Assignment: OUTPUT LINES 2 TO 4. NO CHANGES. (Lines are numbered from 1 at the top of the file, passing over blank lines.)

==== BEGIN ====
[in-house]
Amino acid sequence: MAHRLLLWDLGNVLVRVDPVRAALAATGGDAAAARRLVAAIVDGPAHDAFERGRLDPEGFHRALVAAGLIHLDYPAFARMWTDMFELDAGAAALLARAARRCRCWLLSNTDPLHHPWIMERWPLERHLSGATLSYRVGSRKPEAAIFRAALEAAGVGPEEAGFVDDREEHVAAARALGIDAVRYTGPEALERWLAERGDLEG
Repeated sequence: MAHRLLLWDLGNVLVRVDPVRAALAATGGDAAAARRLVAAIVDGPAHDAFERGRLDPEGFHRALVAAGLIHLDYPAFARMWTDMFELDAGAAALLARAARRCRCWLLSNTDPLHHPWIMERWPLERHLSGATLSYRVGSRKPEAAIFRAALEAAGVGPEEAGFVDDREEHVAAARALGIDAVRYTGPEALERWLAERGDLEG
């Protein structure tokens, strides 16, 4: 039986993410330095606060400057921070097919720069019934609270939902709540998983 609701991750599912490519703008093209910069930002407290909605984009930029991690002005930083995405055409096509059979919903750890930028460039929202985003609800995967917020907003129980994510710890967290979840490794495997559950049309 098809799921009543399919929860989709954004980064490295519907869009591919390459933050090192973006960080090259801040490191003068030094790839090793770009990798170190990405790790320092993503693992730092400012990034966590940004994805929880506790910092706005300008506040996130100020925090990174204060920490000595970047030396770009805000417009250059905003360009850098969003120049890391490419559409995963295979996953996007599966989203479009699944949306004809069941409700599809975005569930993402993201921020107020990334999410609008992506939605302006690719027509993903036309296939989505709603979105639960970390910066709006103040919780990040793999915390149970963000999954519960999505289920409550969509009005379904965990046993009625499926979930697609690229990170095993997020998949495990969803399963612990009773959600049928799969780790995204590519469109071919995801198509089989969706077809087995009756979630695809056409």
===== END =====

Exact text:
Amino acid sequence: MAHRLLLWDLGNVLVRVDPVRAALAATGGDAAAARRLVAAIVDGPAHDAFERGRLDPEGFHRALVAAGLIHLDYPAFARMWTDMFELDAGAAALLARAARRCRCWLLSNTDPLHHPWIMERWPLERHLSGATLSYRVGSRKPEAAIFRAALEAAGVGPEEAGFVDDREEHVAAARALGIDAVRYTGPEALERWLAERGDLEG
Repeated sequence: MAHRLLLWDLGNVLVRVDPVRAALAATGGDAAAARRLVAAIVDGPAHDAFERGRLDPEGFHRALVAAGLIHLDYPAFARMWTDMFELDAGAAALLARAARRCRCWLLSNTDPLHHPWIMERWPLERHLSGATLSYRVGSRKPEAAIFRAALEAAGVGPEEAGFVDDREEHVAAARALGIDAVRYTGPEALERWLAERGDLEG
């Protein structure tokens, strides 16, 4: 039986993410330095606060400057921070097919720069019934609270939902709540998983 609701991750599912490519703008093209910069930002407290909605984009930029991690002005930083995405055409096509059979919903750890930028460039929202985003609800995967917020907003129980994510710890967290979840490794495997559950049309 098809799921009543399919929860989709954004980064490295519907869009591919390459933050090192973006960080090259801040490191003068030094790839090793770009990798170190990405790790320092993503693992730092400012990034966590940004994805929880506790910092706005300008506040996130100020925090990174204060920490000595970047030396770009805000417009250059905003360009850098969003120049890391490419559409995963295979996953996007599966989203479009699944949306004809069941409700599809975005569930993402993201921020107020990334999410609008992506939605302006690719027509993903036309296939989505709603979105639960970390910066709006103040919780990040793999915390149970963000999954519960999505289920409550969509009005379904965990046993009625499926979930697609690229990170095993997020998949495990969803399963612990009773959600049928799969780790995204590519469109071919995801198509089989969706077809087995009756979630695809056409």